That's How They Getcha: Airlines Extract $6 Billion in Fees From Americans


What's the true price of flying? It's much more than the price of a ticket. And it has been for a long time.

Last year, Americans likely spent more than $6 billion in baggage, cancellation, and change fees, on top of their ticket price, in 2012. The Bureau of Transportation only has data through the first nine months of last year, but total fees are up about 4 percent over previous years.

Here's a look at total fees by airline:

Screen Shot 2013-01-09 at 10.27.07 PM.png

And here's the baggage fee data as a pie chart, if you prefer that sort of thing. Delta, United, and American account for about 60 percent of total baggage fees.

Screen Shot 2013-01-09 at 11.07.08 PM.png

And finally, here are those fees graphed against each airline's market share in domestic and international passenger miles, also according to the Bureau of Transportation. This is really the key look.

Screen Shot 2013-01-10 at 10.14.01 AM.pngWhat conclusions can we draw from these graphs, in particular the last one?

(1) Delta and US Airways are the worst. Maybe you knew that already.

(2) But don't be too hard on them. Generally speaking, the airlines that fly the furthest have the most fees, since people are much more likely to check bags and pay more per ticket for international flights.

(3) Airlines with mostly domestic routes have the fewest fees, for the same reason.

Fees annoy customers for the perfectly sensible reason that they seem like surprising tricks, since the true cost of flying isn't shown on their ticket. But the "true cost of flying," if such a thing were measurable, could scarcely be represented on a uniform ticket because it costs varying amounts to fly various passengers on the same plane.

Imagine if there were no baggage fees and everybody's ticket were the same price. A child that weighs 40 pounds without bags would be considerably quicker to load, cheaper to accommodate, and easier to transport than a larger fellow with three checked bags that require sorting, tagging, and carrying, plus two carry-ons that add to the boarding time. As you can see, a little price discrimination through fees is sensible and defensible.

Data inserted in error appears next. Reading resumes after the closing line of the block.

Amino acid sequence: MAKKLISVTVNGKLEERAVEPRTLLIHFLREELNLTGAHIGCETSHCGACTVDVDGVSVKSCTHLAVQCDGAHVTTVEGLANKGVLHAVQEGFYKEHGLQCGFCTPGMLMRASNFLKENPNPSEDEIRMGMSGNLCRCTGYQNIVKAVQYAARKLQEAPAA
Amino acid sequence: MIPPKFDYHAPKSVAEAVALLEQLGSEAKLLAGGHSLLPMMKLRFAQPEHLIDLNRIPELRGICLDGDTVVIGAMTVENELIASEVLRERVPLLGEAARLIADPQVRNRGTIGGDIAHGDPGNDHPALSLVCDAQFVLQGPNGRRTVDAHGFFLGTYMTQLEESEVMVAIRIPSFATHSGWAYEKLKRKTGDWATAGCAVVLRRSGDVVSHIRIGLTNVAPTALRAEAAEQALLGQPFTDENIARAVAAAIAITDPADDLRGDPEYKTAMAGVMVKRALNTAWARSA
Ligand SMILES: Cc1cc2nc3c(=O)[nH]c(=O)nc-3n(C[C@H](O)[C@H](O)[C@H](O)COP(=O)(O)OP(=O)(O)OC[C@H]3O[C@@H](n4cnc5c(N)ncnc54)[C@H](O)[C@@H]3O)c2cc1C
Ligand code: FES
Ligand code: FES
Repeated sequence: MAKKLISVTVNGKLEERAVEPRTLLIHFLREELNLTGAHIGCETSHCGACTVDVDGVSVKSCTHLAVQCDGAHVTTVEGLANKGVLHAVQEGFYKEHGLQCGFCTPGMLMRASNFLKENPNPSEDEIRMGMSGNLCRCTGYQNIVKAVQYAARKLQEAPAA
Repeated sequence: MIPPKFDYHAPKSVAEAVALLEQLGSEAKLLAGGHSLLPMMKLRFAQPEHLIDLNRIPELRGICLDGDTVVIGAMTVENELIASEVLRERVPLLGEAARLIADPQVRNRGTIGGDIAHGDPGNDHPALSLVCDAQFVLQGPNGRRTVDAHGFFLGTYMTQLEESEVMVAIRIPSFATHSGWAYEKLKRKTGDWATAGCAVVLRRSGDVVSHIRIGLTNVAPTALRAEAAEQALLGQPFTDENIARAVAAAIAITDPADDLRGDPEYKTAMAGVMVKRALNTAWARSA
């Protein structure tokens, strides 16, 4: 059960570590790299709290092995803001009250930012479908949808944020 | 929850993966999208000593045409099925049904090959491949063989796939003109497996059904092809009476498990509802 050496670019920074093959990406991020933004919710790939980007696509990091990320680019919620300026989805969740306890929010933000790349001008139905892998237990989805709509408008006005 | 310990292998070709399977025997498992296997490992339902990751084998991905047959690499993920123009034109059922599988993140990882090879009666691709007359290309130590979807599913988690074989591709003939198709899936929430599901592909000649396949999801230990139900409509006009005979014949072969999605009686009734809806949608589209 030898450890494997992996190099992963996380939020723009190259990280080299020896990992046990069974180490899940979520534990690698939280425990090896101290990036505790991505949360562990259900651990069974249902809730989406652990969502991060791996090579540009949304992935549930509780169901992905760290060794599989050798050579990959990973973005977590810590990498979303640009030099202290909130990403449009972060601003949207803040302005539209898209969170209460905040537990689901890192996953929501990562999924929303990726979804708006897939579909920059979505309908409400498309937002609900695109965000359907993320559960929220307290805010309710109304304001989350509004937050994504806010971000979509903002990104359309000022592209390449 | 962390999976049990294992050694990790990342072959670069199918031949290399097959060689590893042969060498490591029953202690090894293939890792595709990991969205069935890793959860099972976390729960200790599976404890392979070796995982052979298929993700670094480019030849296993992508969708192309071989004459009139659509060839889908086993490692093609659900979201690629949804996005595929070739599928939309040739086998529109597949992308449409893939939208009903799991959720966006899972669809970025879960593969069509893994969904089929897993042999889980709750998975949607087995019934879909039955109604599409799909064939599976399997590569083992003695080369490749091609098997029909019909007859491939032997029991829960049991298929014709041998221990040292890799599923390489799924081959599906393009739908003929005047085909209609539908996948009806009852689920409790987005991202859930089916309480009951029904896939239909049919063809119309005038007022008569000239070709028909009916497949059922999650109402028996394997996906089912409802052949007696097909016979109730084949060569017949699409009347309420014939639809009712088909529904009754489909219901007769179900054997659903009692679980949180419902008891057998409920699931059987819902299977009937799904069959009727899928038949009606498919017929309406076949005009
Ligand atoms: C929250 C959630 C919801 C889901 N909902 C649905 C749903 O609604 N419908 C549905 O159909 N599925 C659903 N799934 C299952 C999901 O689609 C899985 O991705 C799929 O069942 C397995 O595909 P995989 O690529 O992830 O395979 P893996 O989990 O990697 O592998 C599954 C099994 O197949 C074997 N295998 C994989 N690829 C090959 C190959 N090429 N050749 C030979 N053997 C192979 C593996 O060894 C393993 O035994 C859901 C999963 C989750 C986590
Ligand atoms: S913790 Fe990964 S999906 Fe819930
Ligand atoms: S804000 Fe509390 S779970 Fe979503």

But why stop at sensible? Airlines are the economy's most notorious wizards of price discrimination. Ticket prices do roller-coaster loop-de-loops in the weeks before the flight to tease discriminating buyers. Then prices rise dramatically at the end to take advantage of desperate flyers, who are often business travelers who are less price sensitive since they can pass along the cost of their ticket to the company.

The industry's reliance on absurd fees makes it a target of loud customer service complaints -- like, carry-on fees, really? -- but the bottom line for casual passengers isn't as bad as it seems. A mix of competition and price management have pushed down airfares by half since 1978, according to Eduardo Porter's book The Price of Everything. The more airlines can rely on fees and hold down the price of a simple ticket, the better things get for savvy carry-on-only customers.

Jump to comments
Presented by

Derek Thompson is a senior editor at The Atlantic, where he writes about economics, labor markets, and the entertainment business.

Get Today's Top Stories in Your Inbox (preview)

A Wild Vacation in the Pacific Northwest

A not-so-ordinary road trip, featuring extra-tall art bikes, skateboards, and hand-painted vans

Elsewhere on the web

Join the Discussion

After you comment, click Post. If you’re not already logged in you will be asked to log in or register. blog comments powered by Disqus


Adventures in Legal Weed

Colorado is now well into its first year as the first state to legalize recreational marijuana. How's it going? James Hamblin visits Aspen.


What Makes a Story Great?

The storytellers behind House of CardsandThis American Life reflect on the creative process.


Tracing Sriracha's Origin to Thailand

Ever wonder how the wildly popular hot sauce got its name? It all started in Si Racha.


Where Confiscated Wildlife Ends Up

A government facility outside of Denver houses more than a million products of the illegal wildlife trade, from tigers and bears to bald eagles.


Is Wine Healthy?

James Hamblin prepares to impress his date with knowledge about the health benefits of wine.


The World's Largest Balloon Festival

Nine days, more than 700 balloons, and a whole lot of hot air



More in Business

Just In